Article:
Effect of washing, soaking, and cooking methods on perfluorinated compounds in mackerel

By Min-Joo Kim, Jihyun Park, Li Luo, Juhyun Min, Jung Hoan Kim, Hee-Deuk Yang, Younglim Kho, Gil Jin Kang, Myung-Sub Chung, Sangah Shin, and BoKyung Moon
Food Sci Nutr
September 8, 2020
DOI: 10.1002/fsn3.1737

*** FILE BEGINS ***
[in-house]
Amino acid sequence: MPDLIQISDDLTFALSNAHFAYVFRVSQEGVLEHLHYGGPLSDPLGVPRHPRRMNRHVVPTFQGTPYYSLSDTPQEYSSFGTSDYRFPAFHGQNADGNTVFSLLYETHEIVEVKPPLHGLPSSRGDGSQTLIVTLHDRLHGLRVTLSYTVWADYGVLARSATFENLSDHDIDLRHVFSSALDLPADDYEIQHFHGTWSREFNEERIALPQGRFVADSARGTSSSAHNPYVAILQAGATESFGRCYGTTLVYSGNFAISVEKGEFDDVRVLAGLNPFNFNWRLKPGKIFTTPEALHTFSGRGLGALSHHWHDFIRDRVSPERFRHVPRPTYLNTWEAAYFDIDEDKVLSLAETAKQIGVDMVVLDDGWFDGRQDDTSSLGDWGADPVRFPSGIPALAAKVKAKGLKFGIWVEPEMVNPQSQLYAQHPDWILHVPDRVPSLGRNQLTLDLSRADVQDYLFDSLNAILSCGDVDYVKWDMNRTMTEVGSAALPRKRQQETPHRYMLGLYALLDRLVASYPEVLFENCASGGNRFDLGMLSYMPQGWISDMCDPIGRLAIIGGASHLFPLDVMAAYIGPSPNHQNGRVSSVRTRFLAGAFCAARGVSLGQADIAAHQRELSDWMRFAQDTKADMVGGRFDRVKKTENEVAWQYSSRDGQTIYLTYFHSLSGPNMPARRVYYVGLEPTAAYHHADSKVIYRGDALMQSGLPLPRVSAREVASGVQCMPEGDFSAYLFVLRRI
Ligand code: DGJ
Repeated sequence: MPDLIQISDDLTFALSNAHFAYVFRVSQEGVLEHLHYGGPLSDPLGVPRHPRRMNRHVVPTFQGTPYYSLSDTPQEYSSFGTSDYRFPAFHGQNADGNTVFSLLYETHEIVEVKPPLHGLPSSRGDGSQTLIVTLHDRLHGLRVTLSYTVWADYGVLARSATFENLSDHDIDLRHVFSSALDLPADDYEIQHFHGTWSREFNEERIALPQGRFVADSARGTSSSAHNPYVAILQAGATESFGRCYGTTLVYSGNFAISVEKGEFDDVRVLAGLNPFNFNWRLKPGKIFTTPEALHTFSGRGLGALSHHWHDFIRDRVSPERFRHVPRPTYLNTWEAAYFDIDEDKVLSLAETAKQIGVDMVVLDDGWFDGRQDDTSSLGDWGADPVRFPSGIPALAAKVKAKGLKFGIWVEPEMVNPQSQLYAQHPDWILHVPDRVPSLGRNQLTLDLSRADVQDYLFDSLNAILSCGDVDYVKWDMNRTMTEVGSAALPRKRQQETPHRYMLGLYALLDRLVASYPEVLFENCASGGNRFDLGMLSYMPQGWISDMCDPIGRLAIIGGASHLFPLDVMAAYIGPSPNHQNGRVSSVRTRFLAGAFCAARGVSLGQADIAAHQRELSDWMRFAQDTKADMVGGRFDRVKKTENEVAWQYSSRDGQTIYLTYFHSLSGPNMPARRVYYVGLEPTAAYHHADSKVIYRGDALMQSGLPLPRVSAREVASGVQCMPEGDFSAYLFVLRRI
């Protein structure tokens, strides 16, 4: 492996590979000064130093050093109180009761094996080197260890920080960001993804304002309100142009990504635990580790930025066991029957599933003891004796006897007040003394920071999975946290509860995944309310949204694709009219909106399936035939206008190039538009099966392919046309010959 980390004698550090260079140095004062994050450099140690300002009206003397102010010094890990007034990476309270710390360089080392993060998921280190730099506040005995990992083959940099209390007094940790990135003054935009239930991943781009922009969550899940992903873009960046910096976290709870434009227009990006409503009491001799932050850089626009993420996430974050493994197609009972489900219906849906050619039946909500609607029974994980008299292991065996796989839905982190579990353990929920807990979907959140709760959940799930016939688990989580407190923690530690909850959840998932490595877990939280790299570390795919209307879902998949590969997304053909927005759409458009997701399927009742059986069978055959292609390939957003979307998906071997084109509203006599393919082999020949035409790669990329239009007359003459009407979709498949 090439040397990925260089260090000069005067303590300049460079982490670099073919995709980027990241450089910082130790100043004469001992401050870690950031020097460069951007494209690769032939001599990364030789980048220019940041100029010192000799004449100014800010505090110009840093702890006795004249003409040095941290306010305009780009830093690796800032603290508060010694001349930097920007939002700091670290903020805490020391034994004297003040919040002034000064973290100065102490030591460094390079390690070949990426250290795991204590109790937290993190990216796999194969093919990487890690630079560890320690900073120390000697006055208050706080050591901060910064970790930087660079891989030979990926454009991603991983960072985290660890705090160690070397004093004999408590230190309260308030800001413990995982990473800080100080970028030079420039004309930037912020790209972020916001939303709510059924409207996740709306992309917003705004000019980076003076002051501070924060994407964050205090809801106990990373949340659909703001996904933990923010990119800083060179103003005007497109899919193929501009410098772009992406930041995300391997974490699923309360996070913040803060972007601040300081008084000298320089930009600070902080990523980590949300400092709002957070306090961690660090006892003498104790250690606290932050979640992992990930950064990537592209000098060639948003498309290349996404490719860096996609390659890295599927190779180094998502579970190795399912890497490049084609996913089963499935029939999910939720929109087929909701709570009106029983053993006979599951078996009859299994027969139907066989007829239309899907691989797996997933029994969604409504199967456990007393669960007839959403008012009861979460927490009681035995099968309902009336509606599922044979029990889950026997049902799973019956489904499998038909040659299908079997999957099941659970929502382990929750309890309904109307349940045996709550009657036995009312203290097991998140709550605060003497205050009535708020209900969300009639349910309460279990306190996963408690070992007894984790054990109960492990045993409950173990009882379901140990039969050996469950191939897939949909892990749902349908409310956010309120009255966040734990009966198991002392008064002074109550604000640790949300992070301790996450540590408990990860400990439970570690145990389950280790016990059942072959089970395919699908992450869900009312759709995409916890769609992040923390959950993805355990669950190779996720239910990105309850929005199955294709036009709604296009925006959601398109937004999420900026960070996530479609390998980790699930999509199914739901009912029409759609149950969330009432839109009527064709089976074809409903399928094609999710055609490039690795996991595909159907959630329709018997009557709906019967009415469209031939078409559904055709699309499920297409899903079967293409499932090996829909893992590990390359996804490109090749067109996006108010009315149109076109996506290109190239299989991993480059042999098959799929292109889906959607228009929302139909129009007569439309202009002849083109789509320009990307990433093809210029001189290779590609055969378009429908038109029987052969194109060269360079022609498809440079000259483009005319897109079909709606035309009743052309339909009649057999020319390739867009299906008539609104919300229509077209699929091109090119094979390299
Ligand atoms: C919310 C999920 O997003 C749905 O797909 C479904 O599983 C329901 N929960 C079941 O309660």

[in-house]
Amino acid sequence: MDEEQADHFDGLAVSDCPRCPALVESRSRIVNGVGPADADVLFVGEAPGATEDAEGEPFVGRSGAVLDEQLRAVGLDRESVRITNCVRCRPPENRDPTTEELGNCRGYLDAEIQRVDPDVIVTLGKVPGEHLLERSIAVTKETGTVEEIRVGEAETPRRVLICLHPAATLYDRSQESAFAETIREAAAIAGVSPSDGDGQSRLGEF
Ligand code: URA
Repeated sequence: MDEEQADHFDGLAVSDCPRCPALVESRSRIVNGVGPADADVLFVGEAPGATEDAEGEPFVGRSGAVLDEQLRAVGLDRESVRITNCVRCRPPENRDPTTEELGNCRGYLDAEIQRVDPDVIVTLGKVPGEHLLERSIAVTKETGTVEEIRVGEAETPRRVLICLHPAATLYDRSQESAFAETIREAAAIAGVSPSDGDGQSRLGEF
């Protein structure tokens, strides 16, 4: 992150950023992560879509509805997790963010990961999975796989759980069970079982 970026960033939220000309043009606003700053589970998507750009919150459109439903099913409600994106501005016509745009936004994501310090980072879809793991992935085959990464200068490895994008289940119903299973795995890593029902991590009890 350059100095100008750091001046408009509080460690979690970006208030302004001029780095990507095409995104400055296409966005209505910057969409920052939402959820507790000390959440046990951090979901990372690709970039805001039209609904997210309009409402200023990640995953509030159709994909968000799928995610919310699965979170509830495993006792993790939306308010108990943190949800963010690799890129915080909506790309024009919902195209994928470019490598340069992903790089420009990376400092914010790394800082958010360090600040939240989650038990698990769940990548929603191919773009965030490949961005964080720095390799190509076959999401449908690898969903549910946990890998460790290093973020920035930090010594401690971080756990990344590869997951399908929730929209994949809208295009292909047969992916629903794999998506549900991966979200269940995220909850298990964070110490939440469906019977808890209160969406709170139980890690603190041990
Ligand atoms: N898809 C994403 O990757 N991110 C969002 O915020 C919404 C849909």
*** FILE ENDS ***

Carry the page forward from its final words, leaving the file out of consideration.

Perfluorinated compounds (PFCs) are environmental pollutants, and dietary intake is a major route of human exposure to them. We aimed to see the effects of washing, soaking, and cooking (grilling, braising, frying, and steaming) on the change of PFCs in mackerel fillets and PFCs before and after each treatment were analyzed using LC-MS/MS. Washing resulted in a decrease in the PFC content of mackerel (average 74%) comparing to control. Among the 19 PFCs detected, perfluorobutanoic acid and perfluorotridecanoic acid (PFTrDA) were found to be abundant after washing. Soaking mackerel in sake reduced its PFC content by 51%, whereas soaking in rice-washed solution reduced by 80% comparing to control. All the four cooking methods were effective in reducing the PFC content of mackerel. The degree by which the PFC content decreased varied with the cooking method: grilling (91%), steaming (75%), frying (58%), and braising (47%) comparing to uncooked sample. In addition, when mackerel was braised with potato, PFCs decreased more in fillet than the ones without potato. PFCs in potato increased after cooking with mackerel. The excessive consumption through the mackerel was 0.1997 ng/kg bw/day and 0.7987 ng/kg bw/day, respectively. These exposure levels were well below the tolerable daily intake values of both compounds (PFOS, 150 ng/kg bw/day; PFOA, 1,500 ng/kg bw/day). The results of this study indicated that employing appropriate pretreatment and cooking methods could be an effective way to reduce the dietary exposure to PFCs in mackerel.

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